I told him I was uncomfortable, but I didn’t report him or write him a bad review.

That could render him unable to use the site, which he enjoys because it allows him to meet people from all over the world, I thought. Who was I to take that opportunity away from him?

Well, I was a victim of sexual harassment, that’s who I was.

He harassed me, yet I was feeling bad – even though reporting him could spare other women creepy texts like that.

The fact that his ability to use Couchsurfing trumped my own and other women’s comfort reflects a society-wide tendency to sympathize with perpetrators more than survivors.

When Brock Turner was convicted of sexual assault, for example, Judge Aaron Persky only gave him six months (which was reduced to three) because he feared a longer sentence would have a “severe impact” on him.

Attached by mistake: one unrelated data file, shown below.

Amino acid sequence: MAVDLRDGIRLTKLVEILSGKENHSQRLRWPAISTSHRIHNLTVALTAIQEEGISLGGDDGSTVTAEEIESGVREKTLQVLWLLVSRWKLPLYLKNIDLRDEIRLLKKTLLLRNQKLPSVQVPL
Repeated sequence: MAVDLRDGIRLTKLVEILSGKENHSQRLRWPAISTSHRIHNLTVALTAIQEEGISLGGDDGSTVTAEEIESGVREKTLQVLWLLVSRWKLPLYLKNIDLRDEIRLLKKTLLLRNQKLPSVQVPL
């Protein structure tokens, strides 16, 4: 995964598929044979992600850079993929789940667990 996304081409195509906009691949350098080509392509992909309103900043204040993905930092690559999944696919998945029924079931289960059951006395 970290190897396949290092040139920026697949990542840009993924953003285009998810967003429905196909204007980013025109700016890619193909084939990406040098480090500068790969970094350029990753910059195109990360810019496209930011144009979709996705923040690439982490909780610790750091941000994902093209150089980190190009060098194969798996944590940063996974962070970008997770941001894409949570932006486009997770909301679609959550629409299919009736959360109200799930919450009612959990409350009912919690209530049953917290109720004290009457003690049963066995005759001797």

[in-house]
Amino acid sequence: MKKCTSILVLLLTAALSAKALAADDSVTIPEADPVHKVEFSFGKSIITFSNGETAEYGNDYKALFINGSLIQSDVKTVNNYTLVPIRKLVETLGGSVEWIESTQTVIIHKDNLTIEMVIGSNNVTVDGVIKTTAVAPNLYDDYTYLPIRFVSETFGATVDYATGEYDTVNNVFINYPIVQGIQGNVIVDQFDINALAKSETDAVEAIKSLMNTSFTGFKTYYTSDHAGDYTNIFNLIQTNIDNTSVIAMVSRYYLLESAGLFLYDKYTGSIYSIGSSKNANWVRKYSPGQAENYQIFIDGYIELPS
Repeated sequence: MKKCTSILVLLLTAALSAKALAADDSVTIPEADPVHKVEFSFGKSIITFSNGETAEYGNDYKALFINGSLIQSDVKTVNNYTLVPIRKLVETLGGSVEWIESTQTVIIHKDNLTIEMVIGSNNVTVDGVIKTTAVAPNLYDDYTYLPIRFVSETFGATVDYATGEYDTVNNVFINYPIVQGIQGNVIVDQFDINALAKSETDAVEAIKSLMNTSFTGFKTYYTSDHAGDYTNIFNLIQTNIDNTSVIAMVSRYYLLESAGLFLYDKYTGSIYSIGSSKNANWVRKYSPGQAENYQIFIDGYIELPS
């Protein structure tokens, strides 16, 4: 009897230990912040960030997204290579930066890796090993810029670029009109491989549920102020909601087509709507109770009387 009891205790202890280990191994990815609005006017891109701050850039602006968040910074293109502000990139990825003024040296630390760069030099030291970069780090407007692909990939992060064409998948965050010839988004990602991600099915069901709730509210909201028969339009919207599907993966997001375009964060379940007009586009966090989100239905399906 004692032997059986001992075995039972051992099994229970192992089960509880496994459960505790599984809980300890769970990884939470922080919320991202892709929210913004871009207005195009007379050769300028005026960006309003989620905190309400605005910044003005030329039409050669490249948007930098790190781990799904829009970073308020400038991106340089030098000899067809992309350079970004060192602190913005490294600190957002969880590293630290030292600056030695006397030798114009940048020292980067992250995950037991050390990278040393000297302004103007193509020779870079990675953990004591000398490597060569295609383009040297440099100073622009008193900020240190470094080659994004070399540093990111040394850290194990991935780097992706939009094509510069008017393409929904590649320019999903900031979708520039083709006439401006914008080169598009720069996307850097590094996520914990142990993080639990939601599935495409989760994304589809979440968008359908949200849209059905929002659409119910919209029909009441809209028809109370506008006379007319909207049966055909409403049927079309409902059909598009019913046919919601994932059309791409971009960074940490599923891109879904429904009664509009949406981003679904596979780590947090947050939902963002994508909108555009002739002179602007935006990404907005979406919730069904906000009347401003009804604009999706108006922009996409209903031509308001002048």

When survivors internalize this concern for the perpetrator, they also come to feel that they deserve punishment – one of many reasons most assaults go unreported.

***

I almost titled this article “5 Ways I’ve Downplayed My Own Sexual Victimization – And Why I’m Not Anymore.” But that would be dishonest, because I still do it.

I still keep in touch with my abusive ex-boyfriend and creepy ex-coworker. I never reported the Couchsurfing host. I make excuses for the misogyny of men I love.

I suppose I have a hard time conceiving of the fact that I’ve been violated so many times by people who didn’t have excuses, that there’s nothing to downplay it, that it really was that bad. That seems like too cruel a reality.